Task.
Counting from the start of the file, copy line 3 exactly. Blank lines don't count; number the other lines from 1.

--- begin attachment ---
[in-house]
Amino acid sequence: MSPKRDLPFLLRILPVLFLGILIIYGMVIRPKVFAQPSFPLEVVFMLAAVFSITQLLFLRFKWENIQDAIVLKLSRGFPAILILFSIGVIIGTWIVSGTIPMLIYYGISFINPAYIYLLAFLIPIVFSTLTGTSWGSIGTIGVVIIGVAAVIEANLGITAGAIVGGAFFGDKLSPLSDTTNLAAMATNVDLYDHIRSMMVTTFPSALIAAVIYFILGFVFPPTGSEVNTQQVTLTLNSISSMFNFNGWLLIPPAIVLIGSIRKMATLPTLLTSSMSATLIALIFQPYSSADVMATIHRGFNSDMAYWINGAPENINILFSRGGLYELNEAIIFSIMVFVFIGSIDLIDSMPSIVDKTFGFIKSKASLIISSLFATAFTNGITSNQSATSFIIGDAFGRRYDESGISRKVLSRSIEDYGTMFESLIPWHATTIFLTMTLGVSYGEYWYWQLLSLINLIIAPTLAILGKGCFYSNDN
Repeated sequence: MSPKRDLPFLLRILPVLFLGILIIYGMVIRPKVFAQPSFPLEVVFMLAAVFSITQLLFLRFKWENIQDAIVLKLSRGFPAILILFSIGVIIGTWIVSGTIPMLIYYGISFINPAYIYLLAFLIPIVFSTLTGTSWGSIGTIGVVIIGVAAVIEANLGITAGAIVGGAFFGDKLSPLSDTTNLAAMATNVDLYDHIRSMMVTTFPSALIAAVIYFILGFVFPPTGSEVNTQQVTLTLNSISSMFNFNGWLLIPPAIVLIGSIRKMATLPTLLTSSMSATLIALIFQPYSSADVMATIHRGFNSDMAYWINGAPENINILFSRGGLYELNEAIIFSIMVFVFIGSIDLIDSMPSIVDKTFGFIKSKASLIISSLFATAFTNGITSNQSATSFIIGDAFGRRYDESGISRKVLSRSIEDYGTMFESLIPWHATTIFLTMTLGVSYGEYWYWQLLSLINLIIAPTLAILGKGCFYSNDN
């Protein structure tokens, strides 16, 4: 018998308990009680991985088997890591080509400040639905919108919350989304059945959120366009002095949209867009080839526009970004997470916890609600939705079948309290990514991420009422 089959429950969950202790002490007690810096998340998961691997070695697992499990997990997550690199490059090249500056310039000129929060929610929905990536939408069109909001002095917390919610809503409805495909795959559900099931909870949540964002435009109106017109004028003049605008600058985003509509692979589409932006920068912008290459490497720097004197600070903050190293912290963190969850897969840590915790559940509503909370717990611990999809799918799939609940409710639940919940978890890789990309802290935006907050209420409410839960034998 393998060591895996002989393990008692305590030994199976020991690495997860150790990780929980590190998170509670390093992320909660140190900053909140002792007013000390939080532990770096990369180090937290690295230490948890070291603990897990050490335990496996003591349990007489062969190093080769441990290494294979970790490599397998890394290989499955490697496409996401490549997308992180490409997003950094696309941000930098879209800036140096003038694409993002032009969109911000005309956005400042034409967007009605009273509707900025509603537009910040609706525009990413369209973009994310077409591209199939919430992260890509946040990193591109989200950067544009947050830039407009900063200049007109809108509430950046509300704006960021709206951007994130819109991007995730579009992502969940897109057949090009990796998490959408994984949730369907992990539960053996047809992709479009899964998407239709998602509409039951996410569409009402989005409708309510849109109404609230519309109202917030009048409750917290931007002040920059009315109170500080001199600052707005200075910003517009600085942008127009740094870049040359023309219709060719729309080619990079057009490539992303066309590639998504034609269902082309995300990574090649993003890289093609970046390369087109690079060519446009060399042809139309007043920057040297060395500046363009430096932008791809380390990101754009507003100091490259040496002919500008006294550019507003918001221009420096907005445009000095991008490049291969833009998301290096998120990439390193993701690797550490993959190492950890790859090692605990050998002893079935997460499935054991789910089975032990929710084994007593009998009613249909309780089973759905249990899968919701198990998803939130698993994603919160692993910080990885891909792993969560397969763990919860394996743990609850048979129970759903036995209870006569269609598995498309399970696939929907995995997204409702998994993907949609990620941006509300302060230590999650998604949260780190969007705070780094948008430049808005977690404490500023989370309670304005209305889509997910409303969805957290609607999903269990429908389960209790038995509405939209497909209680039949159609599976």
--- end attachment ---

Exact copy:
Repeated sequence: MSPKRDLPFLLRILPVLFLGILIIYGMVIRPKVFAQPSFPLEVVFMLAAVFSITQLLFLRFKWENIQDAIVLKLSRGFPAILILFSIGVIIGTWIVSGTIPMLIYYGISFINPAYIYLLAFLIPIVFSTLTGTSWGSIGTIGVVIIGVAAVIEANLGITAGAIVGGAFFGDKLSPLSDTTNLAAMATNVDLYDHIRSMMVTTFPSALIAAVIYFILGFVFPPTGSEVNTQQVTLTLNSISSMFNFNGWLLIPPAIVLIGSIRKMATLPTLLTSSMSATLIALIFQPYSSADVMATIHRGFNSDMAYWINGAPENINILFSRGGLYELNEAIIFSIMVFVFIGSIDLIDSMPSIVDKTFGFIKSKASLIISSLFATAFTNGITSNQSATSFIIGDAFGRRYDESGISRKVLSRSIEDYGTMFESLIPWHATTIFLTMTLGVSYGEYWYWQLLSLINLIIAPTLAILGKGCFYSNDN